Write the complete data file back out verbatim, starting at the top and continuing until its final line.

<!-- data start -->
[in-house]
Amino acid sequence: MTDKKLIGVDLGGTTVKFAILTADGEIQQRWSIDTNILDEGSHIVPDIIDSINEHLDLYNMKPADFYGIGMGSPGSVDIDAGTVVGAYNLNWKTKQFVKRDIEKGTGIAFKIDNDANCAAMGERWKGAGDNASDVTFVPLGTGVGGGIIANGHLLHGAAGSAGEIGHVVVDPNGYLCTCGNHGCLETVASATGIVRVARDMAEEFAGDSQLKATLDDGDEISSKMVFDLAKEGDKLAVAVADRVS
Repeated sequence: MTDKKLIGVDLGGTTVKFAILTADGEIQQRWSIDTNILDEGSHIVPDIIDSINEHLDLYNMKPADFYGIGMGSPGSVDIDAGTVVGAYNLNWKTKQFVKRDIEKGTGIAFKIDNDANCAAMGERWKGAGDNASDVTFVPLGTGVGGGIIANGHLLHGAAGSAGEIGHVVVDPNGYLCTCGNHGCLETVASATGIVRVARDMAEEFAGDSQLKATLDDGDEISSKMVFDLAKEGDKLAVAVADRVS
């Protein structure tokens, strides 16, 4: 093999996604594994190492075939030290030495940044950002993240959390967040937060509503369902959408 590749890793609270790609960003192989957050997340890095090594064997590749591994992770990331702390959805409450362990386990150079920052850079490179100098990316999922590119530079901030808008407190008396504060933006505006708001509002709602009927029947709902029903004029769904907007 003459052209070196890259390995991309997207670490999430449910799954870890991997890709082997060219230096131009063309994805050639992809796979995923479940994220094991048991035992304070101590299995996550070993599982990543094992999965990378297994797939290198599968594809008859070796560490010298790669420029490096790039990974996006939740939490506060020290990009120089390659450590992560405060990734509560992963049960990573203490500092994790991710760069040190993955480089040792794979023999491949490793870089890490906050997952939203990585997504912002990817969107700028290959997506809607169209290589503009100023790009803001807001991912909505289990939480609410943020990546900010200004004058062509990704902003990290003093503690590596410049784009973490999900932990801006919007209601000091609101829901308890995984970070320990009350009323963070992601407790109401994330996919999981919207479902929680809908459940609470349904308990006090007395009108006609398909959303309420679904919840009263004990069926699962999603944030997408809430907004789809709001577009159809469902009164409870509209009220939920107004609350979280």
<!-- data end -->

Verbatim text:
[in-house]
Amino acid sequence: MTDKKLIGVDLGGTTVKFAILTADGEIQQRWSIDTNILDEGSHIVPDIIDSINEHLDLYNMKPADFYGIGMGSPGSVDIDAGTVVGAYNLNWKTKQFVKRDIEKGTGIAFKIDNDANCAAMGERWKGAGDNASDVTFVPLGTGVGGGIIANGHLLHGAAGSAGEIGHVVVDPNGYLCTCGNHGCLETVASATGIVRVARDMAEEFAGDSQLKATLDDGDEISSKMVFDLAKEGDKLAVAVADRVS
Repeated sequence: MTDKKLIGVDLGGTTVKFAILTADGEIQQRWSIDTNILDEGSHIVPDIIDSINEHLDLYNMKPADFYGIGMGSPGSVDIDAGTVVGAYNLNWKTKQFVKRDIEKGTGIAFKIDNDANCAAMGERWKGAGDNASDVTFVPLGTGVGGGIIANGHLLHGAAGSAGEIGHVVVDPNGYLCTCGNHGCLETVASATGIVRVARDMAEEFAGDSQLKATLDDGDEISSKMVFDLAKEGDKLAVAVADRVS
């Protein structure tokens, strides 16, 4: 093999996604594994190492075939030290030495940044950002993240959390967040937060509503369902959408 590749890793609270790609960003192989957050997340890095090594064997590749591994992770990331702390959805409450362990386990150079920052850079490179100098990316999922590119530079901030808008407190008396504060933006505006708001509002709602009927029947709902029903004029769904907007 003459052209070196890259390995991309997207670490999430449910799954870890991997890709082997060219230096131009063309994805050639992809796979995923479940994220094991048991035992304070101590299995996550070993599982990543094992999965990378297994797939290198599968594809008859070796560490010298790669420029490096790039990974996006939740939490506060020290990009120089390659450590992560405060990734509560992963049960990573203490500092994790991710760069040190993955480089040792794979023999491949490793870089890490906050997952939203990585997504912002990817969107700028290959997506809607169209290589503009100023790009803001807001991912909505289990939480609410943020990546900010200004004058062509990704902003990290003093503690590596410049784009973490999900932990801006919007209601000091609101829901308890995984970070320990009350009323963070992601407790109401994330996919999981919207479902929680809908459940609470349904308990006090007395009108006609398909959303309420679904919840009263004990069926699962999603944030997408809430907004789809709001577009159809469902009164409870509209009220939920107004609350979280």